As far as business values go, integrity is not one of my favorites. In fact, I think that it is a terrible value. Wait, before you run off and call me a heathen, I ask you to read on.
At a Targeted Branding presentation, one of the participants offered integrity as a core value. She was surprised and slightly offended when I didn’t jump in and say “That’s a great value!” Instead, I started on a small rant about how the word is misunderstood, overused, and frequently misused which generally renders it meaningless.
That being said, let’s look at what the word integrity means. Integrity comes from the Latin word integratus which means to form into a whole. According to Webster’s dictionary, integrity is: “adherence to a code of moral, artistic, or other values.” However, the most useful and beautiful definition I’ve heard was offered by another participant at the same presentation: “Acting in alignment with the things you believe in.”
About five or six years ago it became popular for very large corporations to adopt the ‘universal’ values. These were things like honesty, fairness, consideration, and integrity. It was as if corporate leadership thought that people would suddenly believe that their organization was a good corporate citizen simply because these words appeared on their website. I found it contemptible.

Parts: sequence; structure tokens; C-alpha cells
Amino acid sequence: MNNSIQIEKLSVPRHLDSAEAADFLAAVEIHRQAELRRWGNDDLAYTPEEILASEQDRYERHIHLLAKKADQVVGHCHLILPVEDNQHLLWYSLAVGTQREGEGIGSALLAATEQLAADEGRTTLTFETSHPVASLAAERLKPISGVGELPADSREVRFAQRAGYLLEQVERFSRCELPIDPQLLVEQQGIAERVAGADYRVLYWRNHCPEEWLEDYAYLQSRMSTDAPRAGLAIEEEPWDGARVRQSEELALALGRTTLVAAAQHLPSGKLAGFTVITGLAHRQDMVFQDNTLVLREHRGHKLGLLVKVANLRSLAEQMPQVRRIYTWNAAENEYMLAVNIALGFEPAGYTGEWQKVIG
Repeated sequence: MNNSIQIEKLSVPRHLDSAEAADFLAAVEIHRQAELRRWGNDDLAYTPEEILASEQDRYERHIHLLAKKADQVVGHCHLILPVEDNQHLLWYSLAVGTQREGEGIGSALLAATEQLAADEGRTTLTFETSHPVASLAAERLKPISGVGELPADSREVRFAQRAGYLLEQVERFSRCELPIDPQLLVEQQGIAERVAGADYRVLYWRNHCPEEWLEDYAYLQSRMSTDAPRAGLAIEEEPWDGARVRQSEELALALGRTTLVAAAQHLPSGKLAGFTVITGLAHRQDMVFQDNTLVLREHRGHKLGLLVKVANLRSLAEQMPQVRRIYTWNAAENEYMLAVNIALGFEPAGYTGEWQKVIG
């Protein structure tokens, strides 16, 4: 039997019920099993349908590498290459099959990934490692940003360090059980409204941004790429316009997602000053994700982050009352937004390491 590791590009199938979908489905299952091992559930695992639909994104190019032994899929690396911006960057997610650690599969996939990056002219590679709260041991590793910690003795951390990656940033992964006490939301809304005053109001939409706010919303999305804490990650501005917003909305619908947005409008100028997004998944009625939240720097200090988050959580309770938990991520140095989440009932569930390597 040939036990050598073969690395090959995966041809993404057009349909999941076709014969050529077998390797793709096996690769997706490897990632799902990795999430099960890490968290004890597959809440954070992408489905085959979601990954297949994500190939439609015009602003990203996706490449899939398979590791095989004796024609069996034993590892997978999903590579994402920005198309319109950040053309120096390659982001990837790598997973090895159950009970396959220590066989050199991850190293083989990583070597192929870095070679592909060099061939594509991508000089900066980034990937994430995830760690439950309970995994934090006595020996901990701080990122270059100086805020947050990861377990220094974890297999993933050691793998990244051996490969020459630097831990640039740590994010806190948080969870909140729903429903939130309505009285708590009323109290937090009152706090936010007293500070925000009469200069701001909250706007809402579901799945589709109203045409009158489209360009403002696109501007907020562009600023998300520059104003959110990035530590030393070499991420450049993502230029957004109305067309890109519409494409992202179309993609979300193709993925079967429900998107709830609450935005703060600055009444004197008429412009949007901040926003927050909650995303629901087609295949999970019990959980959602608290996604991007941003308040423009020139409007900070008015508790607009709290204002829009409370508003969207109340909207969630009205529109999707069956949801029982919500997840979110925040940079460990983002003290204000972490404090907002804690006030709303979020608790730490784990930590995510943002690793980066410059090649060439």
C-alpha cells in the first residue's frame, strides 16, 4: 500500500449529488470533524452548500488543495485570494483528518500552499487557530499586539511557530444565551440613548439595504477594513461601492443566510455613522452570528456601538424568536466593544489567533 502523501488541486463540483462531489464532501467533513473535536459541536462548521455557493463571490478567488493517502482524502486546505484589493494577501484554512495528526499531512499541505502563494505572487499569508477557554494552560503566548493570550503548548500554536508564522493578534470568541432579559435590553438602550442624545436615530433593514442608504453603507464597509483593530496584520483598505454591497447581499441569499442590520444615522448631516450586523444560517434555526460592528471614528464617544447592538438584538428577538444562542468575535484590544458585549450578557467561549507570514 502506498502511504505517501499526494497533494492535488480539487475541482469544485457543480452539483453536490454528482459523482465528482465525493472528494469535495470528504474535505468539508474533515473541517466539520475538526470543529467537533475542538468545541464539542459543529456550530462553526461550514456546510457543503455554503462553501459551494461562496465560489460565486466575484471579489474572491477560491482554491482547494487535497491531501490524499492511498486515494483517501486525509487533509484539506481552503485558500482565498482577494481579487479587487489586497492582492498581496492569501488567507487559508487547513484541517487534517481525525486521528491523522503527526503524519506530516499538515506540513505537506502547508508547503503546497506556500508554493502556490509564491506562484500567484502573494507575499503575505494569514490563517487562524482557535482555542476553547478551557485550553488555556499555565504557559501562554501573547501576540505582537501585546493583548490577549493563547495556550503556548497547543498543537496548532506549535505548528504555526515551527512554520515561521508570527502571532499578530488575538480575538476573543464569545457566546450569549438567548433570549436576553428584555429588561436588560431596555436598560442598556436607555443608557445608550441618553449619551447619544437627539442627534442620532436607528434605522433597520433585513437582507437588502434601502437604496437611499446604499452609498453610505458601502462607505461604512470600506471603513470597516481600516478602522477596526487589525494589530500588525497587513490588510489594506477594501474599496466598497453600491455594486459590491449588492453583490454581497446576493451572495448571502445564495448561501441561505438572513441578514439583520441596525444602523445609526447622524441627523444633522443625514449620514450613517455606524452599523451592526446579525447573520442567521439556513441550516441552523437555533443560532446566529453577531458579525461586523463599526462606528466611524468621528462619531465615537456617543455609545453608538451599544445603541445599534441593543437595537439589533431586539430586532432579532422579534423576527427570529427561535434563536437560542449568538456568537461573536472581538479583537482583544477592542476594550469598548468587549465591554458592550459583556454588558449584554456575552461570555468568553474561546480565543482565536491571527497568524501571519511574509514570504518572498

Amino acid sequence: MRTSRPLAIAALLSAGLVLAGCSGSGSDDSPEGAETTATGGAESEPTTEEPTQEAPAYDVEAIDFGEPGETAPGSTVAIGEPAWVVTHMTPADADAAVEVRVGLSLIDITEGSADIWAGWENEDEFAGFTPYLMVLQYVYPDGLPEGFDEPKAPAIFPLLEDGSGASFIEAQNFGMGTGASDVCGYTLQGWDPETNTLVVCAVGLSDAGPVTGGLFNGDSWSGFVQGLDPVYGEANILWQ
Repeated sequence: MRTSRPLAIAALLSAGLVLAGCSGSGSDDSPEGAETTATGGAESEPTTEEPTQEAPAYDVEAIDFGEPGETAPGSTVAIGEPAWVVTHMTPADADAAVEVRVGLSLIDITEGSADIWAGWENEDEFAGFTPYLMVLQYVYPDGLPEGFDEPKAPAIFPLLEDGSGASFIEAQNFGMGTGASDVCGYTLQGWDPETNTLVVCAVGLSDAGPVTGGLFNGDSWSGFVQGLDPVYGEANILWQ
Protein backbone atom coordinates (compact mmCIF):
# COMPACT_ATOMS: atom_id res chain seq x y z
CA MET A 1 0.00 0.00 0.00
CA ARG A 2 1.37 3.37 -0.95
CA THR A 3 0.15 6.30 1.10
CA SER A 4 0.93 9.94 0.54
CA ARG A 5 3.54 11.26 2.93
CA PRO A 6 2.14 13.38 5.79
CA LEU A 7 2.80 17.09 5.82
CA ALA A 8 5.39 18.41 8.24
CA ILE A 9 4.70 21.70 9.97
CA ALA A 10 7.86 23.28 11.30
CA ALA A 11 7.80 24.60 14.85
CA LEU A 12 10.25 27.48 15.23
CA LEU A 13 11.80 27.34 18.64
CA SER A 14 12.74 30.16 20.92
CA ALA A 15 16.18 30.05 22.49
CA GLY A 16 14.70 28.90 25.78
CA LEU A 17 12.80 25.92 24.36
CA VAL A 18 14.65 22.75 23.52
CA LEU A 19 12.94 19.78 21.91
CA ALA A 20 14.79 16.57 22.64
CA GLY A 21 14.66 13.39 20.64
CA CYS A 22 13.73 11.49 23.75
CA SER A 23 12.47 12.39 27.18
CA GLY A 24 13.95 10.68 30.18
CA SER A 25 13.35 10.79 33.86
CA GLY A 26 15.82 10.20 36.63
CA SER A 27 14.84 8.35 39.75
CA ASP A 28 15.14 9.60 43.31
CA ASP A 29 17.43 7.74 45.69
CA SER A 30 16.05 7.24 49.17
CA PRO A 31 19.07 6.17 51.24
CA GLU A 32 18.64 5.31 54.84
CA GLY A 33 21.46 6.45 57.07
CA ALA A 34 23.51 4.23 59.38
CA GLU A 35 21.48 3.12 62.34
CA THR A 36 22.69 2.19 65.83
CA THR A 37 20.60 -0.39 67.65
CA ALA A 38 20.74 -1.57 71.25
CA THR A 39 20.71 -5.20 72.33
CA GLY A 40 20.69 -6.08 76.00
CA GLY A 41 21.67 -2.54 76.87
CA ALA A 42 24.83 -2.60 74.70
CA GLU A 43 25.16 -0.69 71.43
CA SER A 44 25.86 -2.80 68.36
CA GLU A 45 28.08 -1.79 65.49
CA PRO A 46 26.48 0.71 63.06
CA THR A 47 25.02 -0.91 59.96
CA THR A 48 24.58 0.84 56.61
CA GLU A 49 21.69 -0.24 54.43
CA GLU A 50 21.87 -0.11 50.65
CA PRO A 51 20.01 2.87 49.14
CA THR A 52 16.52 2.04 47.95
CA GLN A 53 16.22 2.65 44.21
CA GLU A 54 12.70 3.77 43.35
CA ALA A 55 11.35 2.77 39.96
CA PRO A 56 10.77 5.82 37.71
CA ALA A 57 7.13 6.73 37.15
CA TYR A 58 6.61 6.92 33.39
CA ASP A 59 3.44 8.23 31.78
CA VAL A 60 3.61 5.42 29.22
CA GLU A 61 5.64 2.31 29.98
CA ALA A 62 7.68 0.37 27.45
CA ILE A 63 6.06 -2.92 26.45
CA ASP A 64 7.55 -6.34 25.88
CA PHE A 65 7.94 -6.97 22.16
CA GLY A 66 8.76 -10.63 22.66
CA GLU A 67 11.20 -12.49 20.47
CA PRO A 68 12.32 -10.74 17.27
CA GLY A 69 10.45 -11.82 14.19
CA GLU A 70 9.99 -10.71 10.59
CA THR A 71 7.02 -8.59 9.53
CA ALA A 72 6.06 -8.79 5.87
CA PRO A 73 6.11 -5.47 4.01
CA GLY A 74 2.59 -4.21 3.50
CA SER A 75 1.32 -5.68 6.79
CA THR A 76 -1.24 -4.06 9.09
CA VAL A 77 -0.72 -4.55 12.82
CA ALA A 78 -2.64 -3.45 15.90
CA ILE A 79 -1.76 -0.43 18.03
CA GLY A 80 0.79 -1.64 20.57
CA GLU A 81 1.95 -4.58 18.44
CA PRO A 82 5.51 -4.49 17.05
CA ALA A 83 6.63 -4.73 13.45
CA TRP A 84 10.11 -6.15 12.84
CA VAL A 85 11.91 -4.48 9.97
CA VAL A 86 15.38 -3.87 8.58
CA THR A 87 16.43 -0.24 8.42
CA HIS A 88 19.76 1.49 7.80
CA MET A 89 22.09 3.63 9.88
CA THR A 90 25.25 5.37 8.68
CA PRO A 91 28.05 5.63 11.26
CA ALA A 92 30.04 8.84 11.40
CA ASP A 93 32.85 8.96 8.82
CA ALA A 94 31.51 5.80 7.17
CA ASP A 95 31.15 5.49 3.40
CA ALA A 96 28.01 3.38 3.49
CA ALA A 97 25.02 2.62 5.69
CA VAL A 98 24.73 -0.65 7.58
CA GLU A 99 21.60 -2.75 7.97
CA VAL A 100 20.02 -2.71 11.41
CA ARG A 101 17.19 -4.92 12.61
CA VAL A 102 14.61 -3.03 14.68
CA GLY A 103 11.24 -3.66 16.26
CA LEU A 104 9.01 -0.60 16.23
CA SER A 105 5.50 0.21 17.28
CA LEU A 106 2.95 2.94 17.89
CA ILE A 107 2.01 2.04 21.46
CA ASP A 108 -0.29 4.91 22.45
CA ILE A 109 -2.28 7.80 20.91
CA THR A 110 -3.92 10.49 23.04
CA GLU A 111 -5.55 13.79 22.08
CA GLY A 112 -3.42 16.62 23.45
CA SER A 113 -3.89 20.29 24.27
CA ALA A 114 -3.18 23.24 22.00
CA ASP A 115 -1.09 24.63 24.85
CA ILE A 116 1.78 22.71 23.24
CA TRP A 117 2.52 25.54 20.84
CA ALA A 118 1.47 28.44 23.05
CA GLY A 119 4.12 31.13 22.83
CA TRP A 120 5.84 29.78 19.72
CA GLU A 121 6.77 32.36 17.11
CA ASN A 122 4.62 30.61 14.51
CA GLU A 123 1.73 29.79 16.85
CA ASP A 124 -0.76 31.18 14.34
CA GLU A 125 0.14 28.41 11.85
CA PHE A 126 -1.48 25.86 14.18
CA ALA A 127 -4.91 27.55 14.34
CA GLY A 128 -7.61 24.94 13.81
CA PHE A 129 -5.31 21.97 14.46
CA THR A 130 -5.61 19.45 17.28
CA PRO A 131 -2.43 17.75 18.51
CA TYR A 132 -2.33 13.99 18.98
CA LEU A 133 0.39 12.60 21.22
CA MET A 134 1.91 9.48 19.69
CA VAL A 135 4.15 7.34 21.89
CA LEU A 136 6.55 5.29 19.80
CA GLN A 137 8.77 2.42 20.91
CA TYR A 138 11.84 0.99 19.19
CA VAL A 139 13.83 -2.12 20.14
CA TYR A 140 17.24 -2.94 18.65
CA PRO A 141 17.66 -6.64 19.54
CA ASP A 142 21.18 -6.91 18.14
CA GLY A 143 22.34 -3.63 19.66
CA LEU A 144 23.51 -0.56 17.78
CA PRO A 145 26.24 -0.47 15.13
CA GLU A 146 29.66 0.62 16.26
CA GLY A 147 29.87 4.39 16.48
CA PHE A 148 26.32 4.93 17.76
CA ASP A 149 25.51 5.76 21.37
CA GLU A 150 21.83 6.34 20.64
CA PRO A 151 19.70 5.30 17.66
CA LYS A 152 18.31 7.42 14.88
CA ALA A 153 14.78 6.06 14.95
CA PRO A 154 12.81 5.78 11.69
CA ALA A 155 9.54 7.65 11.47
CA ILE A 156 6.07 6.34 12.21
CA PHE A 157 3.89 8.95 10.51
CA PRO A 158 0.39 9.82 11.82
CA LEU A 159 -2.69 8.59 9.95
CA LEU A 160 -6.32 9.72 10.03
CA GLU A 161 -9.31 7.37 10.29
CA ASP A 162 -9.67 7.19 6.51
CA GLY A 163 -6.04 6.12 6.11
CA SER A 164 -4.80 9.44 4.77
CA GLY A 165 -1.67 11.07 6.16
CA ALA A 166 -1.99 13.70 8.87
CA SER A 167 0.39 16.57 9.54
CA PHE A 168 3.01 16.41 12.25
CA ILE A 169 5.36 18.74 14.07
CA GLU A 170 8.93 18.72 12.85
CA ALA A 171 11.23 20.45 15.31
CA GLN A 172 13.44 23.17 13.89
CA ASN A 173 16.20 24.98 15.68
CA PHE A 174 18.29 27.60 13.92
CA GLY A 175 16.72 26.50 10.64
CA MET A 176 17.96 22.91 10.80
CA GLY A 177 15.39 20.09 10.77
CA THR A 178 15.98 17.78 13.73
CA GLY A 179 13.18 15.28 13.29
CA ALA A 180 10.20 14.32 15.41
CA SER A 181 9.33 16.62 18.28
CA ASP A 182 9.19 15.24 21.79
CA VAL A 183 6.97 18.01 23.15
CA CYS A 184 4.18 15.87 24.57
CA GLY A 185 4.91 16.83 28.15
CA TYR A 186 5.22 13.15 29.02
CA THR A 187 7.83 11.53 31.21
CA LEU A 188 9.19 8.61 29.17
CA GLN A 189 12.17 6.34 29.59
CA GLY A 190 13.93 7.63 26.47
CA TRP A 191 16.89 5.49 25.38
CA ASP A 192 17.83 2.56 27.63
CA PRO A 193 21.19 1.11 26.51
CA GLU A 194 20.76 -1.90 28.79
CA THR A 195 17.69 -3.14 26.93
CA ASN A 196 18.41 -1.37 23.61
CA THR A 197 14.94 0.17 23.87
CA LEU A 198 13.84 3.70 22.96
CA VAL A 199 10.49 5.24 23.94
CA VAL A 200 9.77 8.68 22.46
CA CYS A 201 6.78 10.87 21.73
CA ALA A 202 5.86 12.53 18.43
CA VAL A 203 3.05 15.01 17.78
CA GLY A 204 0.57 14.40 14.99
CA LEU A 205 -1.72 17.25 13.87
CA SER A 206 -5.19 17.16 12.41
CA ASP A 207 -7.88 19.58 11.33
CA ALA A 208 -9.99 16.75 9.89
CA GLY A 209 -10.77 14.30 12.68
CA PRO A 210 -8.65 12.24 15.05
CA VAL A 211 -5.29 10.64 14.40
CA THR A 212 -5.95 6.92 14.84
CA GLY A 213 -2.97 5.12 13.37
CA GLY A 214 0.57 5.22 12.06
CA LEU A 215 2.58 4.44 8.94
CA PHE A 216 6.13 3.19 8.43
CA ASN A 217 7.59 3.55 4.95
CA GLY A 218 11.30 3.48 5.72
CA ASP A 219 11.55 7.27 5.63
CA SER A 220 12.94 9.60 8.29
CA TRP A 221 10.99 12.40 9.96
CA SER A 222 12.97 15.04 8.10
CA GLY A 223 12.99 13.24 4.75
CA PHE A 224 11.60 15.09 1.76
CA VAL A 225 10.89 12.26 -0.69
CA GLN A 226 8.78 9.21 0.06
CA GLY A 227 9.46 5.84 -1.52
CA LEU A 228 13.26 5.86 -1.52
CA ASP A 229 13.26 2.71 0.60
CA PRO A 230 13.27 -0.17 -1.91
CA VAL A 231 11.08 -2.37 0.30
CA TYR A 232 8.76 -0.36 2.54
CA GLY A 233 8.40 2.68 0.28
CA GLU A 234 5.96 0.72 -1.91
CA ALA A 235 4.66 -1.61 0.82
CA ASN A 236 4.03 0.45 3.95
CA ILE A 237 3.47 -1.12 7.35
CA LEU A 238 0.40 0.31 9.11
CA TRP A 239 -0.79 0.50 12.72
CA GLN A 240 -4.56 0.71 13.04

Adopting these so called universal values was nothing more than a platitude. It was a bandage that allowed the real troubles to fester out of sight. The problem is that the universal values are so vague and undefined that they can mean anything, which means they signify nothing, at least nothing useful.
Good business values are concrete and define a desired course of action by all and to all. They guide behavior and decision making when processes and procedures do not exist. And they are key to forming a company culture where all employees work in concert with each other for a common goal.
If you accept the definition of integrity as “Acting in alignment with the things you believe in,” then integrity is a terrible value. It does not provide any guidance on what things you actually believe in. And if you don’t know in what you believe, it is impossible to act in alignment with those things.
Integrity is also a terrible value because values are useless and valueless unless you have integrity and consistently behave in a fashion that is in alignment with those values. Therefore, in my opinion, integrity is assumed in companies and individuals that have values.
What I am more interested in is: to what do you have integrity? What are those things that are so important to you that you always follow them with integrity? Those values are interesting. Those values are worth exploring, documenting, and sharing.